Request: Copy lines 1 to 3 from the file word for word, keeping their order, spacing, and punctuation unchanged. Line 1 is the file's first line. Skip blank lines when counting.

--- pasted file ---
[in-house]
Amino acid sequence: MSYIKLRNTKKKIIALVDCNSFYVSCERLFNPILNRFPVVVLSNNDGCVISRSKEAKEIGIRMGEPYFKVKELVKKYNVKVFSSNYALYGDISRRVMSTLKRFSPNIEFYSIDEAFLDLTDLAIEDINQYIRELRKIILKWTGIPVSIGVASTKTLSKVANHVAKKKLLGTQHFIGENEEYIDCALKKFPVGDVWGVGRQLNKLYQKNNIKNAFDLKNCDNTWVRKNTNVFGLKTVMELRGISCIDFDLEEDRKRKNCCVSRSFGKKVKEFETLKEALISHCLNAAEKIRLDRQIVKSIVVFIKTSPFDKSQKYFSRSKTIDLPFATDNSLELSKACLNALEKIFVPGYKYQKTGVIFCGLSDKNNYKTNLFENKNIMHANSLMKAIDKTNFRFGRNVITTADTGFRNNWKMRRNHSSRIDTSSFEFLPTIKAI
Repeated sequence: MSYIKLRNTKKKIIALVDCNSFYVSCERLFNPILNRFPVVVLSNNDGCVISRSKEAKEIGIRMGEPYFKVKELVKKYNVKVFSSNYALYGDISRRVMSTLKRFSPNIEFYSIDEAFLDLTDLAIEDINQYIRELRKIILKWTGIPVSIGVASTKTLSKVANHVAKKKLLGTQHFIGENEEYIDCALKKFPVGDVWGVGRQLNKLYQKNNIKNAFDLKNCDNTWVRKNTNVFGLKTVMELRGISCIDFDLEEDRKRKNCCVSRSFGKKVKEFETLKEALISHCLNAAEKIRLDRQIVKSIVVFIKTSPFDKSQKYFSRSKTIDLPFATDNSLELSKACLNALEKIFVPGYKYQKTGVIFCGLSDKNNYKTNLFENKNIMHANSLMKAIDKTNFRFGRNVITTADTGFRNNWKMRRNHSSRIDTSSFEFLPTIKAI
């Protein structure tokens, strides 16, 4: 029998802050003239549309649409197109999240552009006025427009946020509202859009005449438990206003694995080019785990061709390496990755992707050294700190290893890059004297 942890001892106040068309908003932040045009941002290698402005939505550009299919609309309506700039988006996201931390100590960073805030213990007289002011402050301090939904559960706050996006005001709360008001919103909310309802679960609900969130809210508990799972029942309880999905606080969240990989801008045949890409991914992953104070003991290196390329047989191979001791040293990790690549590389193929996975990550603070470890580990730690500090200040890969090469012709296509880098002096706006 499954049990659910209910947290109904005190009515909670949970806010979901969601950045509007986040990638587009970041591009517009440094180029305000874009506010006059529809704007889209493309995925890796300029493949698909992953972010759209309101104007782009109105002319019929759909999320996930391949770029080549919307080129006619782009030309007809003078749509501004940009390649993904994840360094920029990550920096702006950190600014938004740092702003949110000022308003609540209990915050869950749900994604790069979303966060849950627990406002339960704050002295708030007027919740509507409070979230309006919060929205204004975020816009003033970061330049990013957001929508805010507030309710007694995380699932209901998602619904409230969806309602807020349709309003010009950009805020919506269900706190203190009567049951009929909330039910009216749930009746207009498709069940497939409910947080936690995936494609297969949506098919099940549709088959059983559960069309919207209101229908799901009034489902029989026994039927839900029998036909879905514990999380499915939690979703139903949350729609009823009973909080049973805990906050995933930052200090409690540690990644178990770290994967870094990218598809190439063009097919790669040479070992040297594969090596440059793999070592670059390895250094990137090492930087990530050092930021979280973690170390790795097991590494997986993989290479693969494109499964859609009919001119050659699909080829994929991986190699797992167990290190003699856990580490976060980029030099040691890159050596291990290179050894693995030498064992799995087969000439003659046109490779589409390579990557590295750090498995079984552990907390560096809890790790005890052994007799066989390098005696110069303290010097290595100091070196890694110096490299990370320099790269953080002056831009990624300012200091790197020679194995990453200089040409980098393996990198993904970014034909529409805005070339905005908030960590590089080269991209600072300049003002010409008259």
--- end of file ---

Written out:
[in-house]
Amino acid sequence: MSYIKLRNTKKKIIALVDCNSFYVSCERLFNPILNRFPVVVLSNNDGCVISRSKEAKEIGIRMGEPYFKVKELVKKYNVKVFSSNYALYGDISRRVMSTLKRFSPNIEFYSIDEAFLDLTDLAIEDINQYIRELRKIILKWTGIPVSIGVASTKTLSKVANHVAKKKLLGTQHFIGENEEYIDCALKKFPVGDVWGVGRQLNKLYQKNNIKNAFDLKNCDNTWVRKNTNVFGLKTVMELRGISCIDFDLEEDRKRKNCCVSRSFGKKVKEFETLKEALISHCLNAAEKIRLDRQIVKSIVVFIKTSPFDKSQKYFSRSKTIDLPFATDNSLELSKACLNALEKIFVPGYKYQKTGVIFCGLSDKNNYKTNLFENKNIMHANSLMKAIDKTNFRFGRNVITTADTGFRNNWKMRRNHSSRIDTSSFEFLPTIKAI
Repeated sequence: MSYIKLRNTKKKIIALVDCNSFYVSCERLFNPILNRFPVVVLSNNDGCVISRSKEAKEIGIRMGEPYFKVKELVKKYNVKVFSSNYALYGDISRRVMSTLKRFSPNIEFYSIDEAFLDLTDLAIEDINQYIRELRKIILKWTGIPVSIGVASTKTLSKVANHVAKKKLLGTQHFIGENEEYIDCALKKFPVGDVWGVGRQLNKLYQKNNIKNAFDLKNCDNTWVRKNTNVFGLKTVMELRGISCIDFDLEEDRKRKNCCVSRSFGKKVKEFETLKEALISHCLNAAEKIRLDRQIVKSIVVFIKTSPFDKSQKYFSRSKTIDLPFATDNSLELSKACLNALEKIFVPGYKYQKTGVIFCGLSDKNNYKTNLFENKNIMHANSLMKAIDKTNFRFGRNVITTADTGFRNNWKMRRNHSSRIDTSSFEFLPTIKAI